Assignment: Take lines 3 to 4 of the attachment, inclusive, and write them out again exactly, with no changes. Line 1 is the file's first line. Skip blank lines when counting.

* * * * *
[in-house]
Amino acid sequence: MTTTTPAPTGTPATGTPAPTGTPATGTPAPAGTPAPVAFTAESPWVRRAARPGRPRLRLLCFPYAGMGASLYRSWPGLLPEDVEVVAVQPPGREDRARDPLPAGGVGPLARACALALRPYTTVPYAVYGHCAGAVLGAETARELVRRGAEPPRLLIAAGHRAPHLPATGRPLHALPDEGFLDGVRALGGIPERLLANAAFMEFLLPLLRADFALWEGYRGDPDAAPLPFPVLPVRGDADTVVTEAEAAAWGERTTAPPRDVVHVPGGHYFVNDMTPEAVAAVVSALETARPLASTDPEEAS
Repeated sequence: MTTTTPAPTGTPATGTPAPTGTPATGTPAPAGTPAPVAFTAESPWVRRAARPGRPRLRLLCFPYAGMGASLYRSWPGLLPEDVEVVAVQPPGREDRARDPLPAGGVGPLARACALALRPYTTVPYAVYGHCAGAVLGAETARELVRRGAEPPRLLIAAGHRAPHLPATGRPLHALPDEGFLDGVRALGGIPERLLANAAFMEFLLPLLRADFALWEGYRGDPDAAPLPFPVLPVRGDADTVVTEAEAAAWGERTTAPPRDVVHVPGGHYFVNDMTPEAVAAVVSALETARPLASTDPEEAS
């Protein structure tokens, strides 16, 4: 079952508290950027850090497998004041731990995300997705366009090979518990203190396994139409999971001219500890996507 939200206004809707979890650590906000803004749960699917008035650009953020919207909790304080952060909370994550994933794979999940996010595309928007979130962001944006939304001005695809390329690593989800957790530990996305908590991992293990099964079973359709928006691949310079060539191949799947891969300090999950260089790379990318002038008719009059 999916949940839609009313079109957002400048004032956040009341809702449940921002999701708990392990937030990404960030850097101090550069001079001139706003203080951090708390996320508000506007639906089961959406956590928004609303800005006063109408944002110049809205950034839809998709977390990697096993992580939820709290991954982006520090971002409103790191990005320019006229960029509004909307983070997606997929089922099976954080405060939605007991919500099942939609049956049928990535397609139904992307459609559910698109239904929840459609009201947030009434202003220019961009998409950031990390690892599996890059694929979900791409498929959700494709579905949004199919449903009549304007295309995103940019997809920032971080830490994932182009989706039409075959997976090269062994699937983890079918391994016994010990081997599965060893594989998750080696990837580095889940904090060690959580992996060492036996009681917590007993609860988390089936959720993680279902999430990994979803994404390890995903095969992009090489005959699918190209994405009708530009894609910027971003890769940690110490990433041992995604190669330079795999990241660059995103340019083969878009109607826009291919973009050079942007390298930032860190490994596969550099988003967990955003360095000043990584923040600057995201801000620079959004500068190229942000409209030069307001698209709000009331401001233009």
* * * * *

Repeated sequence: MTTTTPAPTGTPATGTPAPTGTPATGTPAPAGTPAPVAFTAESPWVRRAARPGRPRLRLLCFPYAGMGASLYRSWPGLLPEDVEVVAVQPPGREDRARDPLPAGGVGPLARACALALRPYTTVPYAVYGHCAGAVLGAETARELVRRGAEPPRLLIAAGHRAPHLPATGRPLHALPDEGFLDGVRALGGIPERLLANAAFMEFLLPLLRADFALWEGYRGDPDAAPLPFPVLPVRGDADTVVTEAEAAAWGERTTAPPRDVVHVPGGHYFVNDMTPEAVAAVVSALETARPLASTDPEEAS
């Protein structure tokens, strides 16, 4: 079952508290950027850090497998004041731990995300997705366009090979518990203190396994139409999971001219500890996507 939200206004809707979890650590906000803004749960699917008035650009953020919207909790304080952060909370994550994933794979999940996010595309928007979130962001944006939304001005695809390329690593989800957790530990996305908590991992293990099964079973359709928006691949310079060539191949799947891969300090999950260089790379990318002038008719009059 999916949940839609009313079109957002400048004032956040009341809702449940921002999701708990392990937030990404960030850097101090550069001079001139706003203080951090708390996320508000506007639906089961959406956590928004609303800005006063109408944002110049809205950034839809998709977390990697096993992580939820709290991954982006520090971002409103790191990005320019006229960029509004909307983070997606997929089922099976954080405060939605007991919500099942939609049956049928990535397609139904992307459609559910698109239904929840459609009201947030009434202003220019961009998409950031990390690892599996890059694929979900791409498929959700494709579905949004199919449903009549304007295309995103940019997809920032971080830490994932182009989706039409075959997976090269062994699937983890079918391994016994010990081997599965060893594989998750080696990837580095889940904090060690959580992996060492036996009681917590007993609860988390089936959720993680279902999430990994979803994404390890995903095969992009090489005959699918190209994405009708530009894609910027971003890769940690110490990433041992995604190669330079795999990241660059995103340019083969878009109607826009291919973009050079942007390298930032860190490994596969550099988003967990955003360095000043990584923040600057995201801000620079959004500068190229942000409209030069307001698209709000009331401001233009």